Trade talks between Beijing and Washington are on its way, but the trade war is not China’s real problems, says economic analyst Harry Broadman. China’s economy is strangling itself, he writes in the Financial Times.
The noose around the neck of China’s economy has been getting tighter, but hardly as a result of the tariffs imposed by the US. This is a dangerous myth celebrated by Washington and used as a scapegoat by Beijing.
Rather, the squeeze is largely self-induced. It stems from the lack of further reform — in some cases, the reversal of past reforms — in an economy still heavily dominated by the state and whose largest enterprises remain governed by the Communist party. The power to alter China’s economic fortunes lies largely in Beijing’s own hands.
The overarching symptom is a secular fall in China’s real GDP growth. Except for an upward blip in 2010, the growth rate of the Chinese economy has been on a steady decline over the past 10 years.
Such a pattern cannot be the result of China’s trade war with the US, which began in earnest only last year. And, despite the US imposition of tariffs, China’s trade surplus has expanded, not contracted.
The trend continues. Last week, Beijing announced that its official recording of real GDP growth for 2018 was 6.6 per cent, the lowest rate China has experienced since 1990, the year following the student protests in Tiananmen Square. Beijing downplayed the news, casting it as fully in line with the government’s forecast for 2018 and a sign of the maturity of the Chinese economy.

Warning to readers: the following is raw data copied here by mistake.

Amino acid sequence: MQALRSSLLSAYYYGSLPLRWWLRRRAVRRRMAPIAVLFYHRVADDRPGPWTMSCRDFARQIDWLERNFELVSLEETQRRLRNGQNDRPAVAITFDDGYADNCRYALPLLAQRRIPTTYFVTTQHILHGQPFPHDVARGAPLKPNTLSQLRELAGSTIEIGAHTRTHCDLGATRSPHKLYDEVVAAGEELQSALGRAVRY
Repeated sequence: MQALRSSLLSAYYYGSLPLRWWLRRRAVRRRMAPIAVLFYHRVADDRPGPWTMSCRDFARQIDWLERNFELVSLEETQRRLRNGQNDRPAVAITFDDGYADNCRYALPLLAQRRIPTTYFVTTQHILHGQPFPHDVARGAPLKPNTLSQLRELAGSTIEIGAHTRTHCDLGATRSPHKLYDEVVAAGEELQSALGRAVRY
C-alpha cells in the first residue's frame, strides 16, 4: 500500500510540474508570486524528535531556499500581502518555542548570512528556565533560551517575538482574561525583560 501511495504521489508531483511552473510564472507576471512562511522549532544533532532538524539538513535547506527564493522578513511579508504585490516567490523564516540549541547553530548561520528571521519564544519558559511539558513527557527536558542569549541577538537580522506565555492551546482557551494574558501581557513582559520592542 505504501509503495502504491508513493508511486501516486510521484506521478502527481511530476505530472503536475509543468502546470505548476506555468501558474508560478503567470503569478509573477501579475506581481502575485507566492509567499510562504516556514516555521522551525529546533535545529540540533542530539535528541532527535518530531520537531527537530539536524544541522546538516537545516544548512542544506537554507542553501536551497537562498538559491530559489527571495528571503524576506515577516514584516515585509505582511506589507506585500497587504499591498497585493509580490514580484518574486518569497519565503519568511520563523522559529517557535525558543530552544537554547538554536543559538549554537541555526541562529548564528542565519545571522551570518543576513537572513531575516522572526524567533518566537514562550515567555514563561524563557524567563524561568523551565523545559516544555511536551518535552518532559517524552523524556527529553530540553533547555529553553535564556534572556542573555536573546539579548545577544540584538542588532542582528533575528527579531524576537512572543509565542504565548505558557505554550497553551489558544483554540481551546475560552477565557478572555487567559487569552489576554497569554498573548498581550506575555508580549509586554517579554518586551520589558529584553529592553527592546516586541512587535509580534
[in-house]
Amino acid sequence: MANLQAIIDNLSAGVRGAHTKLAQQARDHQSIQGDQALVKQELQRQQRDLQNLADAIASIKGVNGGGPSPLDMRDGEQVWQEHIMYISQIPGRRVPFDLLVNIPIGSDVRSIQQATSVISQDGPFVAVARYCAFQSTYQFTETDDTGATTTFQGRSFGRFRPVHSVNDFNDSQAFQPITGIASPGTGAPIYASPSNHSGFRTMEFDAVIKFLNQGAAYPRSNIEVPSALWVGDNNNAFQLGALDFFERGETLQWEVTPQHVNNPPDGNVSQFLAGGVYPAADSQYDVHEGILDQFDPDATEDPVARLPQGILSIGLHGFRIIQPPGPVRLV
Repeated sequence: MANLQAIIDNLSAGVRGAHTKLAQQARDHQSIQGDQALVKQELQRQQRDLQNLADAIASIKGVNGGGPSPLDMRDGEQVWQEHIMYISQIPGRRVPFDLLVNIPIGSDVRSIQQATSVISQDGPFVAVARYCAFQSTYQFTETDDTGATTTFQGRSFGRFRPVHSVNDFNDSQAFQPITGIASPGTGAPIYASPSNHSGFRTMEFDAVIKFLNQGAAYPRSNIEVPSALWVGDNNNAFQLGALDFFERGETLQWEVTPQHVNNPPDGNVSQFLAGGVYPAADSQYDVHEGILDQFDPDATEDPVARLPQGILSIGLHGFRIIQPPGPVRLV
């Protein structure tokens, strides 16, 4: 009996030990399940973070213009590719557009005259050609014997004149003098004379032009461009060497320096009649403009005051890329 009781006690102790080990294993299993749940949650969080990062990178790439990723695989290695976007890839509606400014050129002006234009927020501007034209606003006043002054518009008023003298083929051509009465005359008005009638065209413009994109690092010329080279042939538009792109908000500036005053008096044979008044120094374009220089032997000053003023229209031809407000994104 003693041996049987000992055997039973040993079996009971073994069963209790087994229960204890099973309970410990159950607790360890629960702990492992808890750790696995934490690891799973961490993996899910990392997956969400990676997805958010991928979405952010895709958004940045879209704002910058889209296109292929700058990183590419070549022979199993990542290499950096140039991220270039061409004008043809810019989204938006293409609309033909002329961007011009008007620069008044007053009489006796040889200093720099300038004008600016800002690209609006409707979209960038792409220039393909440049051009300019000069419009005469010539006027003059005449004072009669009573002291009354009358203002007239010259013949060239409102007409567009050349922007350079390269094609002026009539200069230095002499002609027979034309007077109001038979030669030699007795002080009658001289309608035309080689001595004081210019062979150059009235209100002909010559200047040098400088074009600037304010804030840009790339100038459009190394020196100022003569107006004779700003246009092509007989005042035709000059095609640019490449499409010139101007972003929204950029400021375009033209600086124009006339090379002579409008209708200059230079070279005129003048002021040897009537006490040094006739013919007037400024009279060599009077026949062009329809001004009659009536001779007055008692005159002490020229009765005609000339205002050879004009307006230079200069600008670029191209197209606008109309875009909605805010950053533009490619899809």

Those of us who have worked on the ground in China for decades, however, know full well that even if one takes the country’s official economic statistics at face value (which few of us do), the exercise Beijing utilises to set its growth projections lacks rigour and is tinged by political imperatives.
Worse, the process is almost a tautology: official forecasts for a given year are not released before the year’s start. Thus, only this March will Beijing unveil 2019’s projection — that is, after a quarter of the year has already passed. That’s a sure-fire way of improving the accuracy of any forecast.
As to China being a mature economy, it’s highly doubtful whether the majority of the country’s citizenry would agree with Beijing’s characterisation.
While a number of reforms put in place since 1978 — some of which have been truly ingenious — have lifted millions out of poverty, many Chinese remain poor by any standard. On a purchasingpower-parity basis, China’s per capita GDP is below the global average. It is on par with countries such as Serbia, the Dominican Republic and Botswana — countries whose economies don’t leap to mind as being mature.
If a precursor to economic maturity is sustained high growth that is widely diffused nationally — no small feat for a country that has a large population and occupies a vast geographic space — China is moving in the opposite direction. Indeed, the IMF forecasts China’s growth to continue to fall, to 6.2 per cent for 2019 and 2020.
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